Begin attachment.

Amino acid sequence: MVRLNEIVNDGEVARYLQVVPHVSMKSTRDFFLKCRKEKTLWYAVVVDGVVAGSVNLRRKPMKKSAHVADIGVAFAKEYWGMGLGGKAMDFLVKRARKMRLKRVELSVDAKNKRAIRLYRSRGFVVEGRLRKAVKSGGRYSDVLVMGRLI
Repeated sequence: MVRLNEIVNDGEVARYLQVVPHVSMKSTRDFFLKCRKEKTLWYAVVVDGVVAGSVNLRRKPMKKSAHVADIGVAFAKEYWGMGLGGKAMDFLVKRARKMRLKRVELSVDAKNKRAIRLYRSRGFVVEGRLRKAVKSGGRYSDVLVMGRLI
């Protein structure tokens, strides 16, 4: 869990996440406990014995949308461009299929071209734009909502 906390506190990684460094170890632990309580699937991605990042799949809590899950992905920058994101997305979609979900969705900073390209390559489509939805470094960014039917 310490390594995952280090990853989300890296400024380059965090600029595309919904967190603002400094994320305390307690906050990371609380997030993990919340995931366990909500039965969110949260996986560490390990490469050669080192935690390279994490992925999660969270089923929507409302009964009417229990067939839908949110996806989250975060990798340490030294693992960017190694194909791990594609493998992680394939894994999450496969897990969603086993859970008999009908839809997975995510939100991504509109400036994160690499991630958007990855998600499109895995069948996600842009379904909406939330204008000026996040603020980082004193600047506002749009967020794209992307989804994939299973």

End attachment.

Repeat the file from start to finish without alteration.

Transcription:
Amino acid sequence: MVRLNEIVNDGEVARYLQVVPHVSMKSTRDFFLKCRKEKTLWYAVVVDGVVAGSVNLRRKPMKKSAHVADIGVAFAKEYWGMGLGGKAMDFLVKRARKMRLKRVELSVDAKNKRAIRLYRSRGFVVEGRLRKAVKSGGRYSDVLVMGRLI
Repeated sequence: MVRLNEIVNDGEVARYLQVVPHVSMKSTRDFFLKCRKEKTLWYAVVVDGVVAGSVNLRRKPMKKSAHVADIGVAFAKEYWGMGLGGKAMDFLVKRARKMRLKRVELSVDAKNKRAIRLYRSRGFVVEGRLRKAVKSGGRYSDVLVMGRLI
């Protein structure tokens, strides 16, 4: 869990996440406990014995949308461009299929071209734009909502 906390506190990684460094170890632990309580699937991605990042799949809590899950992905920058994101997305979609979900969705900073390209390559489509939805470094960014039917 310490390594995952280090990853989300890296400024380059965090600029595309919904967190603002400094994320305390307690906050990371609380997030993990919340995931366990909500039965969110949260996986560490390990490469050669080192935690390279994490992925999660969270089923929507409302009964009417229990067939839908949110996806989250975060990798340490030294693992960017190694194909791990594609493998992680394939894994999450496969897990969603086993859970008999009908839809997975995510939100991504509109400036994160690499991630958007990855998600499109895995069948996600842009379904909406939330204008000026996040603020980082004193600047506002749009967020794209992307989804994939299973």